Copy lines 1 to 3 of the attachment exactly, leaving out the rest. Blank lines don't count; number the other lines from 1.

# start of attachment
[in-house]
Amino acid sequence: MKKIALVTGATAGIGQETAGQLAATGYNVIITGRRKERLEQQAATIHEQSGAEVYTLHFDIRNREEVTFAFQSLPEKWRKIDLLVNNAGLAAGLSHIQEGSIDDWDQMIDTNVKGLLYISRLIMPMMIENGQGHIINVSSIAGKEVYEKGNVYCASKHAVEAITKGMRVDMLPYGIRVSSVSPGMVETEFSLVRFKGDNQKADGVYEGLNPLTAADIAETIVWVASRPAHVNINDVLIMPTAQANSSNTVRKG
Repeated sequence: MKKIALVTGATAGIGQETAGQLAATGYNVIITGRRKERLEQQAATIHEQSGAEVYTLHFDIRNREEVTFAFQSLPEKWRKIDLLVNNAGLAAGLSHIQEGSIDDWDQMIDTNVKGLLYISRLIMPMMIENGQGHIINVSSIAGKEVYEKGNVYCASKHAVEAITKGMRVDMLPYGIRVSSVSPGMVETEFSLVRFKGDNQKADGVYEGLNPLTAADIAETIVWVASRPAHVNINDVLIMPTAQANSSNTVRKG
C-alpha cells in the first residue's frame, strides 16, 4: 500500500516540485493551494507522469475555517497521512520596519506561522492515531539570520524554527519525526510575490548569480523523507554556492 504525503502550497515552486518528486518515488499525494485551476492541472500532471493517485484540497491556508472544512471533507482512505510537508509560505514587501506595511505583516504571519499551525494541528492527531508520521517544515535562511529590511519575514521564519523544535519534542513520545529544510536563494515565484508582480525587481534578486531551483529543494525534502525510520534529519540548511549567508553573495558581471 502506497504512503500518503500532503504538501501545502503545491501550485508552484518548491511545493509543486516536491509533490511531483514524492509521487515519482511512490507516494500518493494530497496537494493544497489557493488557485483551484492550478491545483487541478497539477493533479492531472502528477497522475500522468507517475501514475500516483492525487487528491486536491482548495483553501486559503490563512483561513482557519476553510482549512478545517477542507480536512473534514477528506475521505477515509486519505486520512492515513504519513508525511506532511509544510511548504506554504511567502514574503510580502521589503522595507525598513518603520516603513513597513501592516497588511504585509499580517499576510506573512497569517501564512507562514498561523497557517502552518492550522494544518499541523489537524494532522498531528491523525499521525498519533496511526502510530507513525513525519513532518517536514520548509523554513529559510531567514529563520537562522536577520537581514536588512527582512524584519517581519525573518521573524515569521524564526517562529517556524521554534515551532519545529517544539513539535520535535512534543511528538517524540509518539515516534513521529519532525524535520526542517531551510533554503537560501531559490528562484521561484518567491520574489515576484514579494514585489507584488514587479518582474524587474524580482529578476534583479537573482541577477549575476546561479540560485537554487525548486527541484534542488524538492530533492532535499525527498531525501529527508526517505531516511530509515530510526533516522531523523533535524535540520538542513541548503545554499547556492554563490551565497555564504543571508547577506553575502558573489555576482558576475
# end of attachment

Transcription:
[in-house]
Amino acid sequence: MKKIALVTGATAGIGQETAGQLAATGYNVIITGRRKERLEQQAATIHEQSGAEVYTLHFDIRNREEVTFAFQSLPEKWRKIDLLVNNAGLAAGLSHIQEGSIDDWDQMIDTNVKGLLYISRLIMPMMIENGQGHIINVSSIAGKEVYEKGNVYCASKHAVEAITKGMRVDMLPYGIRVSSVSPGMVETEFSLVRFKGDNQKADGVYEGLNPLTAADIAETIVWVASRPAHVNINDVLIMPTAQANSSNTVRKG
Repeated sequence: MKKIALVTGATAGIGQETAGQLAATGYNVIITGRRKERLEQQAATIHEQSGAEVYTLHFDIRNREEVTFAFQSLPEKWRKIDLLVNNAGLAAGLSHIQEGSIDDWDQMIDTNVKGLLYISRLIMPMMIENGQGHIINVSSIAGKEVYEKGNVYCASKHAVEAITKGMRVDMLPYGIRVSSVSPGMVETEFSLVRFKGDNQKADGVYEGLNPLTAADIAETIVWVASRPAHVNINDVLIMPTAQANSSNTVRKG